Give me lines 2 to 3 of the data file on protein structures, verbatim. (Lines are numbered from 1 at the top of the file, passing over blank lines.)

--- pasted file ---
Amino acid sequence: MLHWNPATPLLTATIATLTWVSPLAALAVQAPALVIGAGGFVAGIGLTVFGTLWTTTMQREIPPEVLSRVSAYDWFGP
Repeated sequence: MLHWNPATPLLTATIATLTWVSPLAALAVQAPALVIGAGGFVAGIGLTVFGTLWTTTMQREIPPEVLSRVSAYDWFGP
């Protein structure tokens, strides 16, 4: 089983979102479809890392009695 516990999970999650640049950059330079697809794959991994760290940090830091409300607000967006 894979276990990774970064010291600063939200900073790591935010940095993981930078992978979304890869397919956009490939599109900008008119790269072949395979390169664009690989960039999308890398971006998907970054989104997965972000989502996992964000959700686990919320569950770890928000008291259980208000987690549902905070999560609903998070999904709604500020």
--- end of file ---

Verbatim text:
Repeated sequence: MLHWNPATPLLTATIATLTWVSPLAALAVQAPALVIGAGGFVAGIGLTVFGTLWTTTMQREIPPEVLSRVSAYDWFGP
């Protein structure tokens, strides 16, 4: 089983979102479809890392009695 516990999970999650640049950059330079697809794959991994760290940090830091409300607000967006 894979276990990774970064010291600063939200900073790591935010940095993981930078992978979304890869397919956009490939599109900008008119790269072949395979390169664009690989960039999308890398971006998907970054989104997965972000989502996992964000959700686990919320569950770890928000008291259980208000987690549902905070999560609903998070999904709604500020």